Disappointed, but not surprised, was my first response to hearing President Barack Obama’s announcement on Wednesday that he would not make the January 22 deadline for closing the prison in Guantanamo Bay.
During attorney visits over the past few weeks, Reprieve’s clients in Guantanamo have expressed their doubts regarding whether President Obama can live up to his promise to close the prison within a year of assuming office. ‘What is he going to do,’ one man asked, “put 200 people on a plane on the 22nd?”
And it is true – the maths doesn’t work. Around 245 prisoners were being held in Guantánamo when Obama was inaugurated in January of this year and only around 30 men have left since then. If releases continue at this snail’s pace, the prison won’t close until at least 2017.
Who are the people who are left in the prison and why is it proving so hard to close?
First there are the 90 or so prisoners from Yemen who the United States will not repatriate because of the country’s instability.
Another 65 people are considered prosecutable in federal courts or military commissions, the details of which are still being hammered out (the latest development being the recent announcement of the future transfer of five men, accused of involvement in Sept. 11 to U.S. Federal Courts for prosecution).
Then there is a group of around 60 men - Guantanamo’s refugees - 18 of whom are represented by Reprieve. Many of these people have been “cleared for release” by United States authorities, meaning they have been deemed to present no threat whatsoever.
These men would be free to leave Guantanamo tomorrow but they remain stranded there because they cannot return to their countries of origin for fear of torture.
They are from places like Uzbekistan, Syria, China, Algeria and Tunisia, countries where their being branded “terrorists” - despite them having been cleared - will make them sitting ducks for authorities with Kafka-esque human rights records.
In June, there was optimism that European states would offer homes to these men, but only a few countries have moved from talk to action. France, Portugal, Ireland, Belgium and the United Kingdom have accepted former prisoners, as well as the unlikely resettlement locations of Bermuda and Palau.
Congress’s refusal – stoked by a scaremongering media - to accept any former prisoners onto American soil, has presented a huge stumbling block that Obama is struggling to scale. It is much more difficult for the U.S. (and Reprieve) to persuade European countries to take former prisoners when the U.S. refuses to do so.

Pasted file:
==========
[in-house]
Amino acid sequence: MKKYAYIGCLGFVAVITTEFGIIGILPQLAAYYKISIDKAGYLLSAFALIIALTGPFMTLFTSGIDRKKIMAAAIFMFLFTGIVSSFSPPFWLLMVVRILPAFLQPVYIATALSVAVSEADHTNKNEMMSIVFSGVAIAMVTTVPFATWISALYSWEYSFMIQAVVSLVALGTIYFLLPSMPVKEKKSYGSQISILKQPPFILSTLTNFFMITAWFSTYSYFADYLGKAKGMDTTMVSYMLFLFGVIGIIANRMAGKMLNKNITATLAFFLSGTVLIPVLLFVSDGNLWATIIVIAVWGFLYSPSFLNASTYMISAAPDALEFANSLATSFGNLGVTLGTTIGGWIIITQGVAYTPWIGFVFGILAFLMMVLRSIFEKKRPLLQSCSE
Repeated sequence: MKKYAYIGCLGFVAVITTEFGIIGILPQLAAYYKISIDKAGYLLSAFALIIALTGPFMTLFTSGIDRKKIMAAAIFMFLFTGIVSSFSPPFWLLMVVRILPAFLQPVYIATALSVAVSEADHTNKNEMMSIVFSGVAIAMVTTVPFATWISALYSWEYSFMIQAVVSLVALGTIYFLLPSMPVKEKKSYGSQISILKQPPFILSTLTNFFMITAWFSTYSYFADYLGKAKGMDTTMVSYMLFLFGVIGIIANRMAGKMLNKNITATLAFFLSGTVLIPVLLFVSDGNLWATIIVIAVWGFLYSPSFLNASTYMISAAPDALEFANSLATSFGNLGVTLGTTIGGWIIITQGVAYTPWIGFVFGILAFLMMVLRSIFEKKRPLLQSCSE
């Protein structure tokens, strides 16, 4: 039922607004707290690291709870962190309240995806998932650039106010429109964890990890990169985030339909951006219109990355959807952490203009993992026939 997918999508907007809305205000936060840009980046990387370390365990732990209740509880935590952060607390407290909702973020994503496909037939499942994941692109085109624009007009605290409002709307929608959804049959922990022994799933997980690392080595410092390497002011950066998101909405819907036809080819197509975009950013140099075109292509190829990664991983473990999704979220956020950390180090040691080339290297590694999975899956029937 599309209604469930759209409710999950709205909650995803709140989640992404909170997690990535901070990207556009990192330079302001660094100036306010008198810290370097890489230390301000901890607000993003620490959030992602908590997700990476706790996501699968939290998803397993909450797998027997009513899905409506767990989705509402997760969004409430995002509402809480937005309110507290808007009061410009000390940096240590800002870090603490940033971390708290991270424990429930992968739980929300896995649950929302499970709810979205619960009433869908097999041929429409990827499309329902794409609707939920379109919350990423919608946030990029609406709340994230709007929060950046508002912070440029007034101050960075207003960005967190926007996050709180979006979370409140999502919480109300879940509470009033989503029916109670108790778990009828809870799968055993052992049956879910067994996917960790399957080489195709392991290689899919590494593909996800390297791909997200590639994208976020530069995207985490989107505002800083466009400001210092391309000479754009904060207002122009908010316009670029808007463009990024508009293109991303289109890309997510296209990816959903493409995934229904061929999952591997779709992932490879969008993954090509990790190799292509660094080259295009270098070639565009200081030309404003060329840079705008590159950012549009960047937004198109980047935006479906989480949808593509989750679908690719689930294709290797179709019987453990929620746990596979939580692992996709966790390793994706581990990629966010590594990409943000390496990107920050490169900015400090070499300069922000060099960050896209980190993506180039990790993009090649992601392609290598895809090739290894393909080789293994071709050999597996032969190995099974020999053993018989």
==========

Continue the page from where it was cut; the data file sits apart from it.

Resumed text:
In addition, governments have been hugely wary of the reactions of their political rivals and publics in determining whether to take former prisoners.
It has not helped that Obama himself persists in talking about “The Terrorists” and does not differentiate between the men held in the prison, the bulk of whom were sold for bounties and are far from being the hardened “worst of the worst” some paint them to be. It is worth making the point that the U.S. government has lost 30 of 37 habeas cases – that means that, in 30 instances, a judge, on reviewing the evidence against a prisoner, has found him not to be a threat to the U.S.
It is also worth mentioning the splendid Amherst, Massachusetts, which passed a resolution stating that that the town would welcome ex-Gitmo-prisoners. This has not and will not happen, but the town’s spirit is commendable.
If European States want Guantánamo to be closed they must do more than continue to shake their collective heads and mutter about Obama’s naivety and optimism in setting so short a deadline. It is true that it was a meet-able deadline. But Obama not only needed support from Congress but also from his European allies. Europe needs to step up and offer a home to the cleared prisoners and perhaps then the U.S. will follow its lead. Only then can Obama’s promise of change really begin
This article first appeared on Reuters UK